Wednesday, September 14, 2016

Walking on Water

All of us have heard the story about the time that Christ, and for a short time, Peter, walked on water. We know that the wind was blowing and that Peter took a few steps on the choppy sea before he began to doubt and sink. We’ve talked at church and at home about the importance of keeping our focus on Christ and how Christ will help us when we falter. We know this stuff, and it is important, but we also miss a lot when we examine this experience as an isolated incident. Consider for a moment the many lessons available for us in the context of this story:

Less than 24 hours before Christ traversed the surface of the stormy sea, he learned that his cousin, friend and predecessor, John the Baptist, had been killed unjustly to satisfy a young woman who had danced for the king. The news was a heavy blow and Christ soon boarded a ship across the Sea of Galilee to the wilderness where he could be alone to grieve.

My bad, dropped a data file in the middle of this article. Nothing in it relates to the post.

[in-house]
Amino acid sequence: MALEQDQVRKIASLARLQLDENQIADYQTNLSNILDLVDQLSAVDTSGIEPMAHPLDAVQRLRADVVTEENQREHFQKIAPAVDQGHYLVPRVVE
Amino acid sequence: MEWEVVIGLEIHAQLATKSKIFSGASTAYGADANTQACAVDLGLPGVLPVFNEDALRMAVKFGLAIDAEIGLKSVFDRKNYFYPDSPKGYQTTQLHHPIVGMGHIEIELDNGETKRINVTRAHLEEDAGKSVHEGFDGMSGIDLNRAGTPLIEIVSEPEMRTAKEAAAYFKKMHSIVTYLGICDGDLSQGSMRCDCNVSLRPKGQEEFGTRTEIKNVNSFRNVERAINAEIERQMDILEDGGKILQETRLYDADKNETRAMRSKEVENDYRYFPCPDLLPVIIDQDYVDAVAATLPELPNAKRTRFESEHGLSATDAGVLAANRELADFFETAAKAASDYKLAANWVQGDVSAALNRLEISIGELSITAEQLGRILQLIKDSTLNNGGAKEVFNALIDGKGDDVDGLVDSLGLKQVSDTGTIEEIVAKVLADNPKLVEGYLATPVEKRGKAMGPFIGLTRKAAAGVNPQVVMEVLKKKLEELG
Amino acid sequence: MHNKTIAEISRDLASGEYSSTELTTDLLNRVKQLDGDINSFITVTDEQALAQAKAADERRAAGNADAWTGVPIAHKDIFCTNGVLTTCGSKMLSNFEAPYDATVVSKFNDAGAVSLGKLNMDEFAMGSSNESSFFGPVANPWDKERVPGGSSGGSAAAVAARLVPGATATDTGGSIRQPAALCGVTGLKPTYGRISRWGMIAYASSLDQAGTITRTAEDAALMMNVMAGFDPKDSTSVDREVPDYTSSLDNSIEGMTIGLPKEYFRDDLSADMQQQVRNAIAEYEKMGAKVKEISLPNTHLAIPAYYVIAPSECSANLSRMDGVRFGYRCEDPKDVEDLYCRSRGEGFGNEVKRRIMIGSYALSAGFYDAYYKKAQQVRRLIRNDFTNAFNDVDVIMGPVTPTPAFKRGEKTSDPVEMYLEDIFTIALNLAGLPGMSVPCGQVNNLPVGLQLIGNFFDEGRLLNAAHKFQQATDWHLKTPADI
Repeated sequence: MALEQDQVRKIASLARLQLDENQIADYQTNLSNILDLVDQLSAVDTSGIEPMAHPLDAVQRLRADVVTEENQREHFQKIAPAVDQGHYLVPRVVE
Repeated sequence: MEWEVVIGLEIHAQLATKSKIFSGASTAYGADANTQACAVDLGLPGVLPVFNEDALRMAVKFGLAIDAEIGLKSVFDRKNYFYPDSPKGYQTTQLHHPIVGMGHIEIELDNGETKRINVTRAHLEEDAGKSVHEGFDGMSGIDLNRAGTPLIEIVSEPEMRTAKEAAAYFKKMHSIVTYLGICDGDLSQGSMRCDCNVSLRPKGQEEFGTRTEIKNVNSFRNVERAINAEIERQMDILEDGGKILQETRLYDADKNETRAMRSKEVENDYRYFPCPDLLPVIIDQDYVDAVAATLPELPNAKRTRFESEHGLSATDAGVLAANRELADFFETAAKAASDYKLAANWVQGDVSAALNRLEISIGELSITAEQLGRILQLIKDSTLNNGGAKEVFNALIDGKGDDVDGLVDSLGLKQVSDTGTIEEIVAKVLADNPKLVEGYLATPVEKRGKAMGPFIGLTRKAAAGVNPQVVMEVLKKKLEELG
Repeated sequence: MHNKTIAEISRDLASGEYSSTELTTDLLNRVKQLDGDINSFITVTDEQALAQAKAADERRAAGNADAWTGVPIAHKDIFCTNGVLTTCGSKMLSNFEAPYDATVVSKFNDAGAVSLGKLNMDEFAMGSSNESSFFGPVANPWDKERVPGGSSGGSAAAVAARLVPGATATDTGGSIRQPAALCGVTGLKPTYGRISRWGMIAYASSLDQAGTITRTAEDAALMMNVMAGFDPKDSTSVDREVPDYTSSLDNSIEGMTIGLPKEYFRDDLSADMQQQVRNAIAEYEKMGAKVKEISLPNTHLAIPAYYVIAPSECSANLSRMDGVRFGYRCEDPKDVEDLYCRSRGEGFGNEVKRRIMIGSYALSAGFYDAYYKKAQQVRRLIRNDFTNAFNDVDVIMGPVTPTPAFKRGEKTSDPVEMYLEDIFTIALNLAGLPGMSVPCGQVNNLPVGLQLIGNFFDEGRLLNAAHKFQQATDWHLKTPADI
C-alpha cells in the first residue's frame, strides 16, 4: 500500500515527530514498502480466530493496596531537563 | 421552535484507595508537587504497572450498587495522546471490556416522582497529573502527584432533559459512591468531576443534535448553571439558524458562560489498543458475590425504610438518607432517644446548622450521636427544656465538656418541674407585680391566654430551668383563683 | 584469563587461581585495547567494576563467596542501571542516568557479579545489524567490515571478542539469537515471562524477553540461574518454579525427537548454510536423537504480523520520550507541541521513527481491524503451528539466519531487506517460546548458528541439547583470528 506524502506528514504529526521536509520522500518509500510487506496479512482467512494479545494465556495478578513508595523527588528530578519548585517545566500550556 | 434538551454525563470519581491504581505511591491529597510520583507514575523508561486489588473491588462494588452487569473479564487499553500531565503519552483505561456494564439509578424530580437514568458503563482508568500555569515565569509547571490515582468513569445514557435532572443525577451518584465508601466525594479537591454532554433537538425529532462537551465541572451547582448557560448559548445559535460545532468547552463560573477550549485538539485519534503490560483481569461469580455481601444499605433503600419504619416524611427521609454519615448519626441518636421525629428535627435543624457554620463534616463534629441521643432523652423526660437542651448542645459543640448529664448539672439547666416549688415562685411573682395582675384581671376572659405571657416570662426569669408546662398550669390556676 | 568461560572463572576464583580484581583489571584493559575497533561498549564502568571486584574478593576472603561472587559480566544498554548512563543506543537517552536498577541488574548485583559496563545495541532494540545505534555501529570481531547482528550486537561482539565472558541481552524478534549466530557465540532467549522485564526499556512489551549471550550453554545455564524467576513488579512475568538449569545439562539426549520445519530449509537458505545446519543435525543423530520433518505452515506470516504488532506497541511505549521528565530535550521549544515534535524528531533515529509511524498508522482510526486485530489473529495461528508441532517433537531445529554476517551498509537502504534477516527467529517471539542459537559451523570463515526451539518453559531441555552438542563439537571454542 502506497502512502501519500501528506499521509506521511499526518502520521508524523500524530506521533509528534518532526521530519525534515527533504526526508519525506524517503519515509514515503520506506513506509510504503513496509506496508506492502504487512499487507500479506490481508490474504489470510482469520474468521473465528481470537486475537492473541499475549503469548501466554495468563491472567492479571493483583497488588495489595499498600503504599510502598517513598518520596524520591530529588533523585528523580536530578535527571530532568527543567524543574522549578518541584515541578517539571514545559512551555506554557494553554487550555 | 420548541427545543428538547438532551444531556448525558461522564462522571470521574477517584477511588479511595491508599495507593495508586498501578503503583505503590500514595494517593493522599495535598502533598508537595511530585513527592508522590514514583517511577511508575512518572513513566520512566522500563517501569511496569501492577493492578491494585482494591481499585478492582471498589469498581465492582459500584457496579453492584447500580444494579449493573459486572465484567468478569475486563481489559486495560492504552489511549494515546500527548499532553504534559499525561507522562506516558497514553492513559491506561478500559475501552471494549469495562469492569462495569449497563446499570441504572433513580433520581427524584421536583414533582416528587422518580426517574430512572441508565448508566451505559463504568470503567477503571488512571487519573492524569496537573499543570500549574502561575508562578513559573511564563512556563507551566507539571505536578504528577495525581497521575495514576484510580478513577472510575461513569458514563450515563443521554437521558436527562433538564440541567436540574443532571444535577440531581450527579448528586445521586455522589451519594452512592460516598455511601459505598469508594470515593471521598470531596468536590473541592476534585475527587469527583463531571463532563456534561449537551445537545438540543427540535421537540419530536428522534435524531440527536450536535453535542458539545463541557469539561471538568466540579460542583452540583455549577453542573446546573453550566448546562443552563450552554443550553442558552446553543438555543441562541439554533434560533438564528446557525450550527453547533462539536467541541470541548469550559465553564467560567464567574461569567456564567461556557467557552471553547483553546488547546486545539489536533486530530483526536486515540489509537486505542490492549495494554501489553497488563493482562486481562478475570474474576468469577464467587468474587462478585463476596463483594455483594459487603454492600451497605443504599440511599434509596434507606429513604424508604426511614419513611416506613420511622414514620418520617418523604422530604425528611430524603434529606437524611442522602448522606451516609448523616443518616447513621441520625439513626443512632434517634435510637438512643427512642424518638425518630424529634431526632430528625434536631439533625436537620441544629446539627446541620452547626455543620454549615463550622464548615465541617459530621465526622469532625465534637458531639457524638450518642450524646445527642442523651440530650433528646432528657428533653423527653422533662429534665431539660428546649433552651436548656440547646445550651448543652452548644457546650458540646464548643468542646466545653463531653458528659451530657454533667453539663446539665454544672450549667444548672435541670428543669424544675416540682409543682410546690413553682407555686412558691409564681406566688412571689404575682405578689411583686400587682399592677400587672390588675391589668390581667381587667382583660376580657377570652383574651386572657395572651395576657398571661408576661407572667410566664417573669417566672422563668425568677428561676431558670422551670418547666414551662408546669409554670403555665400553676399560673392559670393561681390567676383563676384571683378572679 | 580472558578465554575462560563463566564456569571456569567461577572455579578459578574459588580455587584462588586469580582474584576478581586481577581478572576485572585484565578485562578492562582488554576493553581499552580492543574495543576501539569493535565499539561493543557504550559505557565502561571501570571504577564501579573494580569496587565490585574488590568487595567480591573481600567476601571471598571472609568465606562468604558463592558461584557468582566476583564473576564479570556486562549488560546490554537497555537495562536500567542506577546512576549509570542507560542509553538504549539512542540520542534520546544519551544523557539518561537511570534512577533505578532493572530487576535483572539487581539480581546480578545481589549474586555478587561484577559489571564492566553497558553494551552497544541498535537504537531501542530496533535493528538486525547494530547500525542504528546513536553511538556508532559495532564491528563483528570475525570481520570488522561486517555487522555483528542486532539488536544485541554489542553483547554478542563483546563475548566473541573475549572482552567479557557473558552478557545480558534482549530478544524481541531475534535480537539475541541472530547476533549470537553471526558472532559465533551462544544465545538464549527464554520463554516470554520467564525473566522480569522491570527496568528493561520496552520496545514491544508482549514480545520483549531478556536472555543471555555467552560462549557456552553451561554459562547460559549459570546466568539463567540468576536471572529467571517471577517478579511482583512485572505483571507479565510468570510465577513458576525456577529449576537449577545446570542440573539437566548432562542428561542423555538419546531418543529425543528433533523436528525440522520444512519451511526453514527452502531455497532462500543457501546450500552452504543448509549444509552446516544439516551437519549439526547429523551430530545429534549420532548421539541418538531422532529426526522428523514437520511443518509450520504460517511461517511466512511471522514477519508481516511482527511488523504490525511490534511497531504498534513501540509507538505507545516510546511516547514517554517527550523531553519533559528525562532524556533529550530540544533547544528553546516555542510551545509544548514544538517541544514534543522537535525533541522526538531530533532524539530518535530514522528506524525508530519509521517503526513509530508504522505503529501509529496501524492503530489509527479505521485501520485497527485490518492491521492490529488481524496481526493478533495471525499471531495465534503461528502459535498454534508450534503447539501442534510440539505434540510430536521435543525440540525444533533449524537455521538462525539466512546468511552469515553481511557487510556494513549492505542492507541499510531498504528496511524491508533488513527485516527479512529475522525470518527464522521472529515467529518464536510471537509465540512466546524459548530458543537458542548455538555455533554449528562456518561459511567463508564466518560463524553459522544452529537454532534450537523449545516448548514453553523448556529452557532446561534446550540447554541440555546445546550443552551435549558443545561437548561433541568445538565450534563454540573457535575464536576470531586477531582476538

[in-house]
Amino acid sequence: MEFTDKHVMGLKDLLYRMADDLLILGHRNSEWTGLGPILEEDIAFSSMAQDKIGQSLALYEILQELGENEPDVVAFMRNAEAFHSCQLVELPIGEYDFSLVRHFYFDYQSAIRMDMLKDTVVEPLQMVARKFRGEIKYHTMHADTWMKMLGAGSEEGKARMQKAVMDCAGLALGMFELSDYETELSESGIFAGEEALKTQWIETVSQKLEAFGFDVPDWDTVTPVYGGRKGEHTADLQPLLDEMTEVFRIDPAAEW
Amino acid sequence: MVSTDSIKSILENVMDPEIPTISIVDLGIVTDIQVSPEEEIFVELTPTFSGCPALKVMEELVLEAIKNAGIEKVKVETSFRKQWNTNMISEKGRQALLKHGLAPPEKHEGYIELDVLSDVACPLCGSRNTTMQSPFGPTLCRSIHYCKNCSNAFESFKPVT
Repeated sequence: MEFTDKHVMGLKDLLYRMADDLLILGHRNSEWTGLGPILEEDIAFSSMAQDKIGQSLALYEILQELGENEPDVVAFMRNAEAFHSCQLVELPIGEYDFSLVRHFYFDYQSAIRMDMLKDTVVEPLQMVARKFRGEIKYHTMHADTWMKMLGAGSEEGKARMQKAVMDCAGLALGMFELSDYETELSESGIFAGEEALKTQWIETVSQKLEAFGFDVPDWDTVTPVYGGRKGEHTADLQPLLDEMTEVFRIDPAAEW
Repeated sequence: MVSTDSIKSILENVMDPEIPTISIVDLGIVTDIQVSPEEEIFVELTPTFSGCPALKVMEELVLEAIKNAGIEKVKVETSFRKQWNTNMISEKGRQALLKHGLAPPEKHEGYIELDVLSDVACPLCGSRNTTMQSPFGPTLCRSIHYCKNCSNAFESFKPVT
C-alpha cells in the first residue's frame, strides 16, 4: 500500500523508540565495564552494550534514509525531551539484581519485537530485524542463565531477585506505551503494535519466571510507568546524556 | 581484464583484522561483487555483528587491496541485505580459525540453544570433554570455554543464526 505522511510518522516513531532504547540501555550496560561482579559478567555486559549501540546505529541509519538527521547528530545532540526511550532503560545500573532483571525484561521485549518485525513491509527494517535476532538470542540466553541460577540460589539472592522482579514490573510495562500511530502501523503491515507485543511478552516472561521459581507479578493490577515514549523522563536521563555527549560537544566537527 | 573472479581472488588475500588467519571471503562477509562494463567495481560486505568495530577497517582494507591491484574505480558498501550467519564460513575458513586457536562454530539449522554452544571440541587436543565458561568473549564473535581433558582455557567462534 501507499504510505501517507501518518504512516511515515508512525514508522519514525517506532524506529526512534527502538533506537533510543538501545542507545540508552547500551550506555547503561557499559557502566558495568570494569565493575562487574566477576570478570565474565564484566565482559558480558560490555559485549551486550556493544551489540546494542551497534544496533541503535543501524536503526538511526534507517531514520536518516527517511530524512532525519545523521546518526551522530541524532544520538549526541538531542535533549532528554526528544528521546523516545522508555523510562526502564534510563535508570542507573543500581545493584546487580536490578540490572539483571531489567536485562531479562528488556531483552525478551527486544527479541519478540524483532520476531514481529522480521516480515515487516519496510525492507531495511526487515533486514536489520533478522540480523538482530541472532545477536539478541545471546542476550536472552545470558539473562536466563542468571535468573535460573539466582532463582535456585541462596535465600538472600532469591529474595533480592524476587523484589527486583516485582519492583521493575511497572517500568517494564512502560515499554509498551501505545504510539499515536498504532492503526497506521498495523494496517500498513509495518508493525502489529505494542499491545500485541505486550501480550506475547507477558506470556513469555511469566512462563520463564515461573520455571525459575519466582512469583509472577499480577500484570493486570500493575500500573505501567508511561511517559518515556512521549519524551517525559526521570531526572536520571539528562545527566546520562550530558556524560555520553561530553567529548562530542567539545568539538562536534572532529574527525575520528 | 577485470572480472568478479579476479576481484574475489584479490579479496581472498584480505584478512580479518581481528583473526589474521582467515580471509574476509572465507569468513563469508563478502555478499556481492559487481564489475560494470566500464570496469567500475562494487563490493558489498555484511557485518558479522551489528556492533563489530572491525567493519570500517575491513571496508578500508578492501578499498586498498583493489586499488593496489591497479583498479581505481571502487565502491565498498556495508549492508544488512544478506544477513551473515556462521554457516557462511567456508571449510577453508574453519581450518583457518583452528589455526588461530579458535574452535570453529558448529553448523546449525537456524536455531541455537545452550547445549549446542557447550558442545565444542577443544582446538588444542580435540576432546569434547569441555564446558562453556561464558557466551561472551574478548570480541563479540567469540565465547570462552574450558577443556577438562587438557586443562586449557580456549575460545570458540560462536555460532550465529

When he reached the opposite coast however, Christ found that thousands of people had walked the several miles around the sea to be with him when he arrived. Rather than sending them away or being frustrated that he couldn’t get a moment for himself, Christ spent the rest of the day preaching and healing the sick.

When evening came and there was no food, Christ could have very easily dismissed the crowd with no ill will. Surely after the loss of John and a full day of ministering to the multitude, he would have been justified in doing so. But the scriptures say that he was moved with compassion and instead performed a miracle to feed the multitude.